The rise in cancer-drug prices is a microcosm of broader trends pushing up health care costs nationally. Despite decades of efforts by governments and insurers to restrain costs, patients continue to want the newest — and most expensive — drugs and medical devices. And doctors and the health care industry have little reason to keep costs in check, because insurers rarely deny coverage for new treatments on the basis of price.And the insurance companies are not the only ones that face the higher price:
Drug industry experts say Abraxane’s price reflects the fact that makers of cancer drugs can charge high prices for new medicines even if they are only marginally better than their older counterparts. That pricing dynamic is enabled by insurance, which shields patients from the full price of drugs. Without pressure from their insurers, patients have little reason to choose older treatments over expensive new therapies.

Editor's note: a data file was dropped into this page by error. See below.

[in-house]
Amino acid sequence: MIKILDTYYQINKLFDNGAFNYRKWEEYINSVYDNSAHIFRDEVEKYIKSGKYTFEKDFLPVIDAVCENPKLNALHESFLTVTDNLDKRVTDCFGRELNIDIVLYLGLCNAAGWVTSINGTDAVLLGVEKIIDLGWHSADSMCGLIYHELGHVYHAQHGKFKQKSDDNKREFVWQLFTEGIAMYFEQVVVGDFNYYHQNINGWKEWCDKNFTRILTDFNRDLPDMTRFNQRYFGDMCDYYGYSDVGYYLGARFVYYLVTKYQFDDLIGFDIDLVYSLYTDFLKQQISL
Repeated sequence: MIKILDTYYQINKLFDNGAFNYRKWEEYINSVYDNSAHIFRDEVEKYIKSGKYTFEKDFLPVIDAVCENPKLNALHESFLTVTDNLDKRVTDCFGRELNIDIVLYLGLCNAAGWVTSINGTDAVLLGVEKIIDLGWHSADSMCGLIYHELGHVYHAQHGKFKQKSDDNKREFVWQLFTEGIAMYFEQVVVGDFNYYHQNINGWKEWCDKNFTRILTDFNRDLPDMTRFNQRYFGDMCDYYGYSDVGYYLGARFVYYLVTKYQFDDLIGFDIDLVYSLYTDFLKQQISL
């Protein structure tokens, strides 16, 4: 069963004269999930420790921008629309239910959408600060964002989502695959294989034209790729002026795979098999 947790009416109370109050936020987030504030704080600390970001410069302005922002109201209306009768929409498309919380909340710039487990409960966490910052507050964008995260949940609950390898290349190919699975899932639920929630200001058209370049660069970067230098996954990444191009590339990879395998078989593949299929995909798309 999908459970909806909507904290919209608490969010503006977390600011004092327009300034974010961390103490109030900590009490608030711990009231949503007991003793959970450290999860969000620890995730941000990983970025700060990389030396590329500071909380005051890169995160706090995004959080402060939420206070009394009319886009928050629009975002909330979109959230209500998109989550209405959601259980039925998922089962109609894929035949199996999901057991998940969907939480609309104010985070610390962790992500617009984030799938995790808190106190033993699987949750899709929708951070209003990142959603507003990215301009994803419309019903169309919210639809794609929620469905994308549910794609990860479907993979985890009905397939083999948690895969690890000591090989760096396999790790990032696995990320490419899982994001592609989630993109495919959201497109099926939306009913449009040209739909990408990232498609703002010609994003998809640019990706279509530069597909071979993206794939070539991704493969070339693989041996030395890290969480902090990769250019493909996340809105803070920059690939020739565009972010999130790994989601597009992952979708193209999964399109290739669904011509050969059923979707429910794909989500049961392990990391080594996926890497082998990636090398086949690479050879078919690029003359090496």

Even if they have insurance, many patients face co-payments of 20 percent for their cancer drugs, an expense that can become ruinous for patients receiving combination therapy with several new drugs. For example, Abraxane is being tested along with Avastin, a treatment from Genentech that costs $8,000 a month for some patients.Here are some questions that go along with the article from Sarah:
Drug costs are rising so fast that some patients cannot afford the newest treatments, and access to some therapies “is beginning to be eroded,” Ms. Hinestrosa said.
What are the problems of this current system and what can be done to limit the prices of these not even miracle drugs? What are the long term effects of this trend and is it caused only by increased demand by consumers?(Question posed by Sarah O.)